Despite growing up in tame suburban landscape of sidewalks and lawns, my kids are very concerned about how to deal with quicksand. I can only assume that repeated viewings of Wreck It Ralph and The Force Awakens (no Princess Bride yet) have helped build up the mystery of watery sand, particularly since fiction usually portrays it as something perilous that can capture a hero without warning. Of course, having seen DuckTales and G.I. Joe, I know that my kids’ concerns are unfounded, and that we’ll never run into quicksand near our home. Or so I thought.

Sources of soupy sand

Well, I was right about the general composition of quicksand. It’s any loose, grainy soil with a large concentration of water in it to turn it into a fluid. One of the most common places to run into quicksand is at the beach when water rushes into loose sand. Sand that’s only moist is likely to clump together, but with enough water flowing through the sand, each grain will separate and basically roll around independently of each other. The resulting soup can then look like solid ground from above, but has a consistency just a bit thicker than water when you step into it. While quicksand in nature is going to involve water, Mark Rober has a great demonstration of how sand can behave like a fluid using air as well.

Now, not every puddle turns into quicksand, obviously, mainly because the water needs to flow in a way that helps separate the grains of sand or soil. A great way to break up clumped soil turns out to be vibrations from earthquakes, and tremblors are a major cause of quicksand in all kinds of environments. Quake-produced quicksand is actually a significant safety hazard, not so much for people suddenly in need of conveniently placed vines, but for buildings that partially sink into the ground, stressing or warping their structural integrity. As such, researching the exact combinations of vibrations, soil composition and water flow has been the subject of research looking to predict which locations are most likely to suddenly turn to soup when the ground shakes.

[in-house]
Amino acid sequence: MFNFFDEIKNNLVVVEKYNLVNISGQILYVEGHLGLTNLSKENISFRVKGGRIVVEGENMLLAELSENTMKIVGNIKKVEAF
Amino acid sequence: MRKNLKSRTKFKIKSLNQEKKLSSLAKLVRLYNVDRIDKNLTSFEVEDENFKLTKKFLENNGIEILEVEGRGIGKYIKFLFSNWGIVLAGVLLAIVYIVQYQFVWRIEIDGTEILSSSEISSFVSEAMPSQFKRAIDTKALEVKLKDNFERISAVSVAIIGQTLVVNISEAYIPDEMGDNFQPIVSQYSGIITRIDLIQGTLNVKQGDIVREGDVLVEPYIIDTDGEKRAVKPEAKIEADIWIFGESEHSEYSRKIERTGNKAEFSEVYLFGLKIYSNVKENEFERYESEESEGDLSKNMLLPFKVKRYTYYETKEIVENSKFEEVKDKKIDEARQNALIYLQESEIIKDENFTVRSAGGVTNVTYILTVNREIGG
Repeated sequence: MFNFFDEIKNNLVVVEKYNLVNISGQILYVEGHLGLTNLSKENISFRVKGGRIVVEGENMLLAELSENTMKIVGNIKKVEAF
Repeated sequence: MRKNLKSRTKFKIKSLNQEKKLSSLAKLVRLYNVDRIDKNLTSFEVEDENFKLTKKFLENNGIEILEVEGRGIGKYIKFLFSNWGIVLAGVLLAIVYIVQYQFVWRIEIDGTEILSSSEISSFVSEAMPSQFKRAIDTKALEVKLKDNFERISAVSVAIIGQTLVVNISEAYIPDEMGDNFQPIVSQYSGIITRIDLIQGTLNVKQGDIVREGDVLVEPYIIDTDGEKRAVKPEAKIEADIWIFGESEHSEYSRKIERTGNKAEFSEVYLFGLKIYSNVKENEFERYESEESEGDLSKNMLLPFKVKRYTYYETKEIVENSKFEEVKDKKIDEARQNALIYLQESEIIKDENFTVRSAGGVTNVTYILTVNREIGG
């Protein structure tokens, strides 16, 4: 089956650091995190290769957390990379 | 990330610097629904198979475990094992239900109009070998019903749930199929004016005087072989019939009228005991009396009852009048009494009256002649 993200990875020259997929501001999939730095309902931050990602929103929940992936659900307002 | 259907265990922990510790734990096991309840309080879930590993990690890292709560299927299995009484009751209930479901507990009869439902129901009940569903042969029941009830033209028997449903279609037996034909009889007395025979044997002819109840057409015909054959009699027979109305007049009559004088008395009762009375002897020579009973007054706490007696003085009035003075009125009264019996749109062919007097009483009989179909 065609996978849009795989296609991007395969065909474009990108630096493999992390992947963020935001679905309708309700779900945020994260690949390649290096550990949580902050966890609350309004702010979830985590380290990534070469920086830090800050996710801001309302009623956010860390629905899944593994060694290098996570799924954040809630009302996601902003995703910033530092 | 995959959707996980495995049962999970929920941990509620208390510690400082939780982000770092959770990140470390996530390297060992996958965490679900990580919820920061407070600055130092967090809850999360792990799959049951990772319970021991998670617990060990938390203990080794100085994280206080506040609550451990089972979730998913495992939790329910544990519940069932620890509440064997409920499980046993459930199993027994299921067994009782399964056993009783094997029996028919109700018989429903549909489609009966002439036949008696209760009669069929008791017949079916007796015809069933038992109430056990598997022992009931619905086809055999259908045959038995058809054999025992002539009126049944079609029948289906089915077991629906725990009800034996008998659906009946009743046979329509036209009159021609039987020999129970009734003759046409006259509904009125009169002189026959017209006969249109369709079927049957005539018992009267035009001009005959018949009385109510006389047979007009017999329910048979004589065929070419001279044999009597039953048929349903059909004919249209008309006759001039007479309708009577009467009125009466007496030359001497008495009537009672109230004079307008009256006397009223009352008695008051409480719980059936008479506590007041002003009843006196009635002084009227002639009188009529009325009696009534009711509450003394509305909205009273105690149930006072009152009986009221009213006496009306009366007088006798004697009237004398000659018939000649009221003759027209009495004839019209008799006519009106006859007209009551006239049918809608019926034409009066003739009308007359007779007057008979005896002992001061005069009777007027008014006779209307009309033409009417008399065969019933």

Saving yourself from sinking

Aside from our next trip to the beach, the intersection of quakes and quicksand adds sudden legitimacy to my kids’ concerns about sinking into the soil. We don’t live especially close to a marsh or lake, but earthquakes aren’t uncommon in the Bay Area. Unless a water pipe bursts at just the right spot, it still seems unlikely that we’ll run into quicksand nearby, but there aren’t many conveniently placed vines to grab hold of if we did. Despite what cartoons and movies have taught us, that’s probably ok, since most quicksand isn’t likely to swallow you up in the first place.

While drowning in fluidized soil can happen, most instances of quicksand in nature aren’t that deep, so you aren’t likely to be fully submerged in order to drown. You might get stuck though, and trying to lift your legs straight up to take a step would be very difficult. Your best option is to try to lean back and spread your arms, letting buoyancy help lift you up. Small movements of your legs will help loosen them, but sharp vertical yanks aren’t going to be practical. This isn’t to say that people don’t die after getting stuck in quicksand, but some of those cases are due to other factors, like rising water levels, than the quicksand on its own.

Source: How Quicksand Works by Kevin Bonsor, How Stuff Works

On January 14th, 2018 we learned about

Differing degrees of intervention needed to protect endangered birds’ nests

One of the jobs of many bird nests is to keep the eggs, and later chicks, safe from harm. Different species have come up with a huge range of nest designs, although none are so perfect that they couldn’t use a helping hand in certain situations. In some cases, help means keeping people away from nests, while in others it means adding light sensors and mechanization to deal with threats that birds just haven’t had time to adapt to. Granted, those threats can often be traced back to human activity, but that shouldn’t preclude people from doing what we can to help keep these endangered birds as safe as possible.

Avoiding the eagles

Bald eagle (Haliaeetus leucocephalus) populations in the United States have been slowly recovering since the pesticide DDT was banned in 1970, but they’re certainly not in the clear yet. Researchers have been keeping a close eye on breeding pairs, but not in a way that would be obtrusive to the birds themselves. In Minnesota national parks, this respect for the birds’ sanctity also led to the sequestering of around nine eagle nests each year. The goal was to keep people away from any nests that might be home to eggs or eaglets, under the assumption that human interference would reduce the reproductive success of the nesting birds.

The effort to keep humans away from nesting eagles seemed to be moderately successful at first. When the nests were first protected in 1991, nests, eggs and offspring were counted from aerial surveys, and found that protected nests where eight percent more likely to have at least one offspring, and 13 percent more likely to have more offspring than an unprotected nest. These counts were later realized to overlook some variables, like the frequency of egg predation in unprotected nests. Fortunately, a more thorough analysis yielded good news— protected nests were more successful, and were credited with boosting the number of breeding pairs by 37 percent.